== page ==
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From Massachusettes Historical Commission report (1989): Pomeroy Hall is situated on the northeast side of the Hazard Quadrangle and is a mirror image of Cazenove Hall located on the northwest side. This large brick dormitory is comprised of four parts. The five-story tower faces Central Street and has a large three-story dormitory wing projecting south, forming the east wall of the quadrangle, and a small two and three-story residential wing (formerly the servants' wing) projecting east away from the quad. The fourth part of the dormitory is the 1919 link which connects Pomeroy and Cazenove Halls.
The most prevalent features of the tower are the four copper-roofed curvilinear turrets. The crenelated tower parapet, the white stone quoins of the polygonal tower corners, the stringcourses, the gray stone diamond patterns in the brick walls, and the rustication of the first two stories of the tower provide variety and texture to the overall design.
The public interior spaces include the dining room on the first floor and the living room on the second floor. Both are located in the tower and have corner niches, large fireplaces, and window seats in the tower projecting bay. Leaded glass windows are found on the east side of the main entrance hall. There are stained glass inlays of seals with ancient Greek, Roman, and Egyptian designs related to learning. The entrance to the dormitory is located in the tower where the dormitory ell and the Link meet.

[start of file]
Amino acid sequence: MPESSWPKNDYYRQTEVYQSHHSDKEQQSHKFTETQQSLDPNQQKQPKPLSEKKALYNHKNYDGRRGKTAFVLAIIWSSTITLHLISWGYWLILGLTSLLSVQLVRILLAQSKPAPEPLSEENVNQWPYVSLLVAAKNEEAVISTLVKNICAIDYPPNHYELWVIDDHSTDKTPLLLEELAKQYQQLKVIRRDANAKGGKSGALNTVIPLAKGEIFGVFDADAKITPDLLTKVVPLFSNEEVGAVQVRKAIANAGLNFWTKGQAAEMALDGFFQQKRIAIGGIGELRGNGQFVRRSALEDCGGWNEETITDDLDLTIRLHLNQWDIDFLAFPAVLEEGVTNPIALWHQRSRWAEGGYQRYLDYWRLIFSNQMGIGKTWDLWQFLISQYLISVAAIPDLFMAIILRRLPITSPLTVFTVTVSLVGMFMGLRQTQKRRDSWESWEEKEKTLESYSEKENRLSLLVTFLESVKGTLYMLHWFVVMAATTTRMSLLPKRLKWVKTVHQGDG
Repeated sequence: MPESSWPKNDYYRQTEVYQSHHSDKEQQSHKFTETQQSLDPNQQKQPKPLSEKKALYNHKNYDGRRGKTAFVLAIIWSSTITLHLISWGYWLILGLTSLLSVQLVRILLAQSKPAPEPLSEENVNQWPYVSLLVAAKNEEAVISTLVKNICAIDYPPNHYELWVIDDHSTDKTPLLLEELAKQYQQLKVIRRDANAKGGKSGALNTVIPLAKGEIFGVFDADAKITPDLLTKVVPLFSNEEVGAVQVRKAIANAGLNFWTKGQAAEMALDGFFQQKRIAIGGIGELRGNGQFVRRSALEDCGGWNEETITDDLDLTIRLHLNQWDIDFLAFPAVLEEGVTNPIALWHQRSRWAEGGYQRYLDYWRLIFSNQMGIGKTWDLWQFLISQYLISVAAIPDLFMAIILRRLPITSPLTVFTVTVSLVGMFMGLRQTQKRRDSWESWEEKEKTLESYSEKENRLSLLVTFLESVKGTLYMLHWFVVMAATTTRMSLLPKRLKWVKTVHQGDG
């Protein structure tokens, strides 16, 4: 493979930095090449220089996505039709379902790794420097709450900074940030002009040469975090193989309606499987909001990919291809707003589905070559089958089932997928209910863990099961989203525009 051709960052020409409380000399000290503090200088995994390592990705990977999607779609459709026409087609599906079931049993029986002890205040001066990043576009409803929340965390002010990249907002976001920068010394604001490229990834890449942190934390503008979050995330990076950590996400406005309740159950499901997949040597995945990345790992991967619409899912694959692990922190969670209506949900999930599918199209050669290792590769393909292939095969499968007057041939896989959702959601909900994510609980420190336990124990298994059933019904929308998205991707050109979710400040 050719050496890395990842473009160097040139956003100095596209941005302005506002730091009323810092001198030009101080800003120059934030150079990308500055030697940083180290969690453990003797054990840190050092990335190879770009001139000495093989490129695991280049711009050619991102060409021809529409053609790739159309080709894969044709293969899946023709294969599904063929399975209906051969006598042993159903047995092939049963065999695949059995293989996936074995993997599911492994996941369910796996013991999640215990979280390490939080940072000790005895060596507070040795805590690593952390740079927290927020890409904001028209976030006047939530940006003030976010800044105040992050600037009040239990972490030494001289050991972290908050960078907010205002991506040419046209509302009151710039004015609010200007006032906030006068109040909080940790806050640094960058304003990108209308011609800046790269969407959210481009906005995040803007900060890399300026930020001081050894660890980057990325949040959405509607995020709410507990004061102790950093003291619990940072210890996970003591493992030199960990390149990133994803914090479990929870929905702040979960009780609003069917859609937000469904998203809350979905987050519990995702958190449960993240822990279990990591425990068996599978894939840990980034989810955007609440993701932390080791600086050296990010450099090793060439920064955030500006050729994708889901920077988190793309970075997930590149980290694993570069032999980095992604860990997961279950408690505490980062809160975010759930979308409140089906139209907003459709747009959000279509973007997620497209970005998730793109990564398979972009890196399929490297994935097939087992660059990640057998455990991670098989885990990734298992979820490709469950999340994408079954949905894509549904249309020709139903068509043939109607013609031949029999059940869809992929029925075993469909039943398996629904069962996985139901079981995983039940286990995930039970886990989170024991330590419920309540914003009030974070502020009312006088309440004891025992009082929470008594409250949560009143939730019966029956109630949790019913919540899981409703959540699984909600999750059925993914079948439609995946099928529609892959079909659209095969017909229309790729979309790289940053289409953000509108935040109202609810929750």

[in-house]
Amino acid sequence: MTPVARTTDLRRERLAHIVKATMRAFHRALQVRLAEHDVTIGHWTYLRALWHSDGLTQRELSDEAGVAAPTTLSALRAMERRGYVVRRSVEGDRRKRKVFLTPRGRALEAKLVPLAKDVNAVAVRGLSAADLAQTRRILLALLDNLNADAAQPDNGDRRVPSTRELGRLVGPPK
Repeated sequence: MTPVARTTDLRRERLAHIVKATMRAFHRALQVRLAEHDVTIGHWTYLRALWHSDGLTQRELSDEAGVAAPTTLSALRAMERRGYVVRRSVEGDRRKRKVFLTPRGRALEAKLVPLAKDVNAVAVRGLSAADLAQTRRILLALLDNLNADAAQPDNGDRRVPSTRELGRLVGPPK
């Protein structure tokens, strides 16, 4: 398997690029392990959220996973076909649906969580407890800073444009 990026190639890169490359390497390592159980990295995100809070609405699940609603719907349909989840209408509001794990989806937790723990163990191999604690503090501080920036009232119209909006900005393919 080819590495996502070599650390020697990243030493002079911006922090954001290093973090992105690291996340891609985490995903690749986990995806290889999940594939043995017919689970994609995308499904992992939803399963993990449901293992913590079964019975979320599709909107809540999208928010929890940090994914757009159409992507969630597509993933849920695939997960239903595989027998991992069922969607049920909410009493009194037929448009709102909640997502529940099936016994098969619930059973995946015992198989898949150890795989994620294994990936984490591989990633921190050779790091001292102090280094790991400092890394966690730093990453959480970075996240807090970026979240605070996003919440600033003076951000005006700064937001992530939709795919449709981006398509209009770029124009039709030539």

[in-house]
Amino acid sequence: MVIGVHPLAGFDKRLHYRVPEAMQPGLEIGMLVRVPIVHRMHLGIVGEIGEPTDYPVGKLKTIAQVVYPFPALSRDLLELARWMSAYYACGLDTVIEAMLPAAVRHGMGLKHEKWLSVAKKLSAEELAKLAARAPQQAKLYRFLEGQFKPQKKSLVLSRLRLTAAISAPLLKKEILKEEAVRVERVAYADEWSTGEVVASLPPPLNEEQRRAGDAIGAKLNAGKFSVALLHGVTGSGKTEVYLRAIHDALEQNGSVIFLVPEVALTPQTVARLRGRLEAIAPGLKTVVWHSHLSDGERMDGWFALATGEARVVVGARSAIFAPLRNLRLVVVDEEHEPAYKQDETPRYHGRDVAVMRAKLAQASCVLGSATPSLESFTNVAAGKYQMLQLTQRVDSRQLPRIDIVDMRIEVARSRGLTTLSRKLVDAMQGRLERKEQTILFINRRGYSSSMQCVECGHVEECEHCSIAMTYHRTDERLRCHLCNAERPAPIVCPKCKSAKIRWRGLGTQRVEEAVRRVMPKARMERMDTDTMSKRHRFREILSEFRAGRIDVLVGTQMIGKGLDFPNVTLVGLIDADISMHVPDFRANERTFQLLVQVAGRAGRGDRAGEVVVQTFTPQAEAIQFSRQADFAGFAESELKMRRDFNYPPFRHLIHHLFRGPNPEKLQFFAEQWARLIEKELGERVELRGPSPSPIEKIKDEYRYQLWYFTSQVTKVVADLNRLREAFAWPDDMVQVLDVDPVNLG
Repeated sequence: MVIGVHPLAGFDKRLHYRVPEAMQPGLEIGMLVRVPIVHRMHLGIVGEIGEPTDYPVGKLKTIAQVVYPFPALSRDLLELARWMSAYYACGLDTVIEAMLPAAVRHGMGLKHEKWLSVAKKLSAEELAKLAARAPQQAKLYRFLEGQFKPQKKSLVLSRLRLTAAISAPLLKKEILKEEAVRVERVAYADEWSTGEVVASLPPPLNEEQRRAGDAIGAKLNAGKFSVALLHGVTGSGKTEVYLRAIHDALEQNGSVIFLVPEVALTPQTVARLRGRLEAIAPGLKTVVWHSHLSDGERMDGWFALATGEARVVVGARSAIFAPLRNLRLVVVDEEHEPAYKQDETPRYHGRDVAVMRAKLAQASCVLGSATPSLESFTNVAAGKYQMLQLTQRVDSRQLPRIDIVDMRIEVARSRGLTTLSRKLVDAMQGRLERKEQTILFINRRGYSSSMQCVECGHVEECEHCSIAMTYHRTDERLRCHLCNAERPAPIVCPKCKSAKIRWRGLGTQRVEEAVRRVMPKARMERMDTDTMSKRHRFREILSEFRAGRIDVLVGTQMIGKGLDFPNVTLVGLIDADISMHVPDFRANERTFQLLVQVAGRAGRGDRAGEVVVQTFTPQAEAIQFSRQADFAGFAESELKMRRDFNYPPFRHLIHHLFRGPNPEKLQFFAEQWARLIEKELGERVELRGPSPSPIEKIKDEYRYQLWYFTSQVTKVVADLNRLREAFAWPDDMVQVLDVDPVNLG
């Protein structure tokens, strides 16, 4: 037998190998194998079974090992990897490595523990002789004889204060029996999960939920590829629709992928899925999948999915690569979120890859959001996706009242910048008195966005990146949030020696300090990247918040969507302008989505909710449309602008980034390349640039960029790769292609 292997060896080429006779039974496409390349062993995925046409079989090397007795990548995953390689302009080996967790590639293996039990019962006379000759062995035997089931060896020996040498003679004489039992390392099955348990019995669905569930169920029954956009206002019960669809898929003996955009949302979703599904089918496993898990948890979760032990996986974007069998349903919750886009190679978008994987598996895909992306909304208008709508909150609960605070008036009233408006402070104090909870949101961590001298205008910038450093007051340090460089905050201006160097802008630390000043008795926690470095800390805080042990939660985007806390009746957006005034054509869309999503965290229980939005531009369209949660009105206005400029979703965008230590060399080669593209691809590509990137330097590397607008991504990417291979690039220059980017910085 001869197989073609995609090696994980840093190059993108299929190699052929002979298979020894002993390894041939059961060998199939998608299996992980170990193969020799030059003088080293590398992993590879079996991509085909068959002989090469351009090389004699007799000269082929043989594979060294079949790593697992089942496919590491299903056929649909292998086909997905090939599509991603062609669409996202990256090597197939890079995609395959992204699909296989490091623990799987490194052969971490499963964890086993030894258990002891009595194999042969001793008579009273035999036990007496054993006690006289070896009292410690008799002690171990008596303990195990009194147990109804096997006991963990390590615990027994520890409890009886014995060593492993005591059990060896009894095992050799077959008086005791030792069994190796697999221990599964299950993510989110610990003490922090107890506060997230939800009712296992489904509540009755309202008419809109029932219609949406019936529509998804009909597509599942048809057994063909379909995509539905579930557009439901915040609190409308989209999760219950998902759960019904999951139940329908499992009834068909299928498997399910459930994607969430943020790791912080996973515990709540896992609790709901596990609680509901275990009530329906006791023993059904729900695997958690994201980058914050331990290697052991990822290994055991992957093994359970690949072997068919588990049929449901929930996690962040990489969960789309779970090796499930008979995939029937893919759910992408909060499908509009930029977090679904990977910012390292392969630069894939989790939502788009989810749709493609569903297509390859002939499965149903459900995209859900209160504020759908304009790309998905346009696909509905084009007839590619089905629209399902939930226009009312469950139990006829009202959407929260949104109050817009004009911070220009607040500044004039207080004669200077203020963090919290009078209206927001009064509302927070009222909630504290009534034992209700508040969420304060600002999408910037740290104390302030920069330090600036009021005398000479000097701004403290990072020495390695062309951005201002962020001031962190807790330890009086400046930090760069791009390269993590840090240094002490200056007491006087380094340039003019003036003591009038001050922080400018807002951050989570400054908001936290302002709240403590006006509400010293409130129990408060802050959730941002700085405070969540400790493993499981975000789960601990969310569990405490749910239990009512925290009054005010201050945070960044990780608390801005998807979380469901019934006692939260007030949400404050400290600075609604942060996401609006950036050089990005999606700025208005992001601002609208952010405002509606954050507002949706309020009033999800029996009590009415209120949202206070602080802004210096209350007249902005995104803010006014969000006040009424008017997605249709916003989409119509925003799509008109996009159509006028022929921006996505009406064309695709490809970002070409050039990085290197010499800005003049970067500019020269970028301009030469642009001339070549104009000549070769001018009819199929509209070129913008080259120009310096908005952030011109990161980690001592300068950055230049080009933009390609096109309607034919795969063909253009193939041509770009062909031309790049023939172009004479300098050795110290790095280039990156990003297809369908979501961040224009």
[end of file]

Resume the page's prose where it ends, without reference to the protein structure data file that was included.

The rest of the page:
Built in 1904, Pomeroy Hall was the first dormitory to be built on the Hazard Quadrangle. The restrictions of the bequest of the Martha S. Pomeroy estate were that the money was to be used to construct a dormitory in the Elizabethan style. Martha Pomeroy's connection with Wellesley was through her sister-in-law, Mrs. John C. Whitin, who wished to have a dormitory near the Whitin Observatory for the residence of astronomy students. It was for this reason that the site on the "high plateau" was chosen.
See also Hazard Quadrangle, Beebe Hall, Cazenove Hall, and Shafer Hall.
Fergusson, Peter, James F. O'Gorman, and John Rhodes. The Landscape & Architecture of Wellesley College. Wellesley, MA: Wellesley College, 2000.
Horowitz, Helen Lefkowitz. Alma Mater: Design and Experience in the Women's Colleges from Their Nineteenth-Century Beginnings to the 1930s. New York: Alfred A. Knopf, 1984.
Schuyler, Montgomery. "The Architecture of American Colleges: X. Three Women's Colleges: Vassar, Wellesley & Smith." Architectural Record 31 (May 1912): 513-37.